The EU’s directive on special safeguards for children in criminal justice proceedings came into force yesterday, 11 June.
The new directive is one of six directives shoring up the procedural rights of EU residents involved in criminal investigations and prosecutions. The package, which covers defendants’ rights to the presumption of innocence, legal representation, information, interpretation facilities and legal aid, is designed to safeguard citizens’ fundamental rights to fair and equal treatment under EU law.
Frans Timmermans, First-Vice President in charge of the Rule of Law and the Charter of Fundamental Rights, said: “Every year, 9 million people are involved in criminal proceedings in Europe. A well-functioning rule of law must ensure that every European can depend on getting a fair and equal treatment before the law. We need to continue to defend and nourish our rule of law so as to foster unwavering faith in our justice systems and their ability to protect all our citizens and our societies.”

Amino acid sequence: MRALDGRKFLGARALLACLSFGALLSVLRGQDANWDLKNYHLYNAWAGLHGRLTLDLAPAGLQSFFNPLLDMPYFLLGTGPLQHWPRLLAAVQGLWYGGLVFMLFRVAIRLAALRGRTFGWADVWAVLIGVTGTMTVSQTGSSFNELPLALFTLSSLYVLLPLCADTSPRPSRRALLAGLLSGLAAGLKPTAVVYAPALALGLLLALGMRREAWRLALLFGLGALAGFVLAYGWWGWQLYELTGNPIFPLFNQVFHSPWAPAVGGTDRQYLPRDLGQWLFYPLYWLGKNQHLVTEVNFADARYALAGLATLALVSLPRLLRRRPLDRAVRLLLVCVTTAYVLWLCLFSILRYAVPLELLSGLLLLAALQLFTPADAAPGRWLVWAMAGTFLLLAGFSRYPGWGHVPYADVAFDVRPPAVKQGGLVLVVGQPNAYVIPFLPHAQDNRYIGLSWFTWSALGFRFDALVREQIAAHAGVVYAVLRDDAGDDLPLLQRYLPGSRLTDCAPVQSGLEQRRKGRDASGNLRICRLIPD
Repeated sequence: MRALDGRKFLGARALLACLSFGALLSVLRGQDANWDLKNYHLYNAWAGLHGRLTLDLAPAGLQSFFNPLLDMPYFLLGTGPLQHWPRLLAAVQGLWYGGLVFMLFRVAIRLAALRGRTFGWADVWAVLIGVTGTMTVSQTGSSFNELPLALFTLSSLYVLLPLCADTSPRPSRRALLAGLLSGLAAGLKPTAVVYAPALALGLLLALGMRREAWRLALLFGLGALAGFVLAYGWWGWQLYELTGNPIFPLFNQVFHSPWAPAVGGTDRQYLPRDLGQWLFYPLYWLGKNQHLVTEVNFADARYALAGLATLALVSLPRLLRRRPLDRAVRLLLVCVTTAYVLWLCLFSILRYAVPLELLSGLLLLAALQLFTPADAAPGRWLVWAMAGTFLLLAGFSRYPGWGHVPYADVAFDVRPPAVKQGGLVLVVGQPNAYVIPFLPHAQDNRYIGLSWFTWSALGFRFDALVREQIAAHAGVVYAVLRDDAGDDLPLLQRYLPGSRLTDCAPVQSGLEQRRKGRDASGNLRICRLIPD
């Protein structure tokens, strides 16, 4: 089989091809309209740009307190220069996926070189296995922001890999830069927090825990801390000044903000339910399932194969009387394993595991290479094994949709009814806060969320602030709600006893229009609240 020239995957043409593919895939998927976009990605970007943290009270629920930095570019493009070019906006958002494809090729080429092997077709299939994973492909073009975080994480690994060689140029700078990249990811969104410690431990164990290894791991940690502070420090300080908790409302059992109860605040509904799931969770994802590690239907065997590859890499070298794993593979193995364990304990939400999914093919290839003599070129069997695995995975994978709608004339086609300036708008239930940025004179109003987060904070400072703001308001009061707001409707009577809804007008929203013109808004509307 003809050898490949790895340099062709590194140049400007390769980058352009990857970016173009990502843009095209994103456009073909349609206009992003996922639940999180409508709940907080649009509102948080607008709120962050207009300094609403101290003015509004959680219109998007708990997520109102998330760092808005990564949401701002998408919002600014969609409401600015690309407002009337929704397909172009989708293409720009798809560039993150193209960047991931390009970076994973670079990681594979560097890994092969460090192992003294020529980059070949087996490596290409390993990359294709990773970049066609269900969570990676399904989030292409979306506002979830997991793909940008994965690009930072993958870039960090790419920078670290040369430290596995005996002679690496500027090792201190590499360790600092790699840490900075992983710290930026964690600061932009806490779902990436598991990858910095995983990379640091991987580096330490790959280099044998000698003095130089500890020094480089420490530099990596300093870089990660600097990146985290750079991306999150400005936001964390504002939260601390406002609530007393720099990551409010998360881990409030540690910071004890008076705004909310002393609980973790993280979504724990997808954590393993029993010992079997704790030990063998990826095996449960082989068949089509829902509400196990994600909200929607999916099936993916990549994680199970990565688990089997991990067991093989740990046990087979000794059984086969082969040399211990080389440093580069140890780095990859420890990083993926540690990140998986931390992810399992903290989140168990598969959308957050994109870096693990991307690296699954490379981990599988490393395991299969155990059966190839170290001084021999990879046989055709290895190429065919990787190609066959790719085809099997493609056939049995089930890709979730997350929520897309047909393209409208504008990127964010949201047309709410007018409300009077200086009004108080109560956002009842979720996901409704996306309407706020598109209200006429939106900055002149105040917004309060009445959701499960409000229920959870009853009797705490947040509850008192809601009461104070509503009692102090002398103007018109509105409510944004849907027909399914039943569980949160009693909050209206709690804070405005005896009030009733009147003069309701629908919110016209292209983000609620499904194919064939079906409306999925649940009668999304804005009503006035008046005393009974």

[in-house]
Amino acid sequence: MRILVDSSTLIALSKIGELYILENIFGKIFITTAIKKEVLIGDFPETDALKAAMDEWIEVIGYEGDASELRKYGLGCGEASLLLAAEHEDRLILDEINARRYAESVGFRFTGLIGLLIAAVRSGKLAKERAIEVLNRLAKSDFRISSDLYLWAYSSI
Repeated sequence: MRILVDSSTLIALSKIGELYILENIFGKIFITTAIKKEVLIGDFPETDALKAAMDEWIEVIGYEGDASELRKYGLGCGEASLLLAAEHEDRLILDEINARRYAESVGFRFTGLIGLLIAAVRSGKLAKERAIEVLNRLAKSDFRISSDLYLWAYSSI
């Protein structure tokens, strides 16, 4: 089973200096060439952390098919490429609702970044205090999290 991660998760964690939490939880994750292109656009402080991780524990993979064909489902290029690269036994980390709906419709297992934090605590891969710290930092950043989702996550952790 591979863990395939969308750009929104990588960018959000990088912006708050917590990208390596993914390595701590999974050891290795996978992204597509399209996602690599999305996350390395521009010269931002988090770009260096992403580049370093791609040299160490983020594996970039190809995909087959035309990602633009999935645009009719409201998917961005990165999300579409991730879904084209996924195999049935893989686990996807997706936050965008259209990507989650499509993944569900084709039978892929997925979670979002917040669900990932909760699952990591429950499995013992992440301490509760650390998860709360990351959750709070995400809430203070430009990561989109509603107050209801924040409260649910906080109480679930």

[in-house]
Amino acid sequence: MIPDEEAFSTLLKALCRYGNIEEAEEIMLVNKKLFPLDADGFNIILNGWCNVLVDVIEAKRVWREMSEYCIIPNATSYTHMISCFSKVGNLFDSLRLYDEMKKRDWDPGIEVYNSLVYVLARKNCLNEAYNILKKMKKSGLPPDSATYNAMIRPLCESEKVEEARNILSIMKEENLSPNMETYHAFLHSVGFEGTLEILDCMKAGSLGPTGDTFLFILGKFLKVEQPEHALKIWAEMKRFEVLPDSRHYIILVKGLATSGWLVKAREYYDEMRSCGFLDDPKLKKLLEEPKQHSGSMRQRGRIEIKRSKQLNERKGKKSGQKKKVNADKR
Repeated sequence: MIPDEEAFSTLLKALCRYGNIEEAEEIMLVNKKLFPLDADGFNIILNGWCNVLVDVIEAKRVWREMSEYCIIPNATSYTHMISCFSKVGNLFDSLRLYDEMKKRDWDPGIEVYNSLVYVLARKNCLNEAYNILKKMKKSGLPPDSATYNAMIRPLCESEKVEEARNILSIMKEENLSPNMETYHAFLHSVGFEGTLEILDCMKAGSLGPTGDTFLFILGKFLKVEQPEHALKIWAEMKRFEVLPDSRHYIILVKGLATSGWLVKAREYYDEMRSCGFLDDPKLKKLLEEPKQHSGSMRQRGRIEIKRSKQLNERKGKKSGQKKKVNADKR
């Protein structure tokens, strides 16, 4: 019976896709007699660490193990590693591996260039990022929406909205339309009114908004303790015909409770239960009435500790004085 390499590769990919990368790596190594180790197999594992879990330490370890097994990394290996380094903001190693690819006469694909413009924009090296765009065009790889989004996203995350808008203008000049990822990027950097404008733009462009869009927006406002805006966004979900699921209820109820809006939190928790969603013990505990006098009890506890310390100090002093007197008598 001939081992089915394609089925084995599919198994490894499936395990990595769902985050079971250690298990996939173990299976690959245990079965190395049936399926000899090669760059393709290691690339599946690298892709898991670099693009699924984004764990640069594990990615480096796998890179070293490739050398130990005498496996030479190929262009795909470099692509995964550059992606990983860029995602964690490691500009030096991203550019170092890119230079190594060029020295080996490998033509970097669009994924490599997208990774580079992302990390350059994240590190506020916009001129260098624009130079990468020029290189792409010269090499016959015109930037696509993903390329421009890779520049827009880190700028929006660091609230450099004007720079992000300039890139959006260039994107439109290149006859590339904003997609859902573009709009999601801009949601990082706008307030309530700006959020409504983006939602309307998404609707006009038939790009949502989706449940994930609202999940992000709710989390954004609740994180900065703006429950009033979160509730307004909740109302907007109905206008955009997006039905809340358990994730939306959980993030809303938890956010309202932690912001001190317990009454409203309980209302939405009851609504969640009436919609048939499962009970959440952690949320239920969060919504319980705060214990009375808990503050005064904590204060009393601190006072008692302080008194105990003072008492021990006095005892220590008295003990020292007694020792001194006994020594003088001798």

More than a million children each year are subject to criminal proceedings across the EU; and the directive on special safeguards for children is designed to factor in the vulnerability and special needs of child defendants. The directive includes provisions enshrining the right of children to the assistance of a lawyer, the right to be detained in separate facilities to adult offenders; and the right to privacy, with the option where relevant to provide audiovisually recorded evidence.
Commissioner for Justice, Consumers and Gender Equality Věra Jourová said: “Children deserve special protection in criminal proceedings. With the new rules, we ensure that their privacy is respected or they are detained separately from adults. In addition, everyone in the EU can now be sure to have access to legal aid if they need it. While justice must be done, we must also ensure it is being done in full respect of our fundamental rights and values.”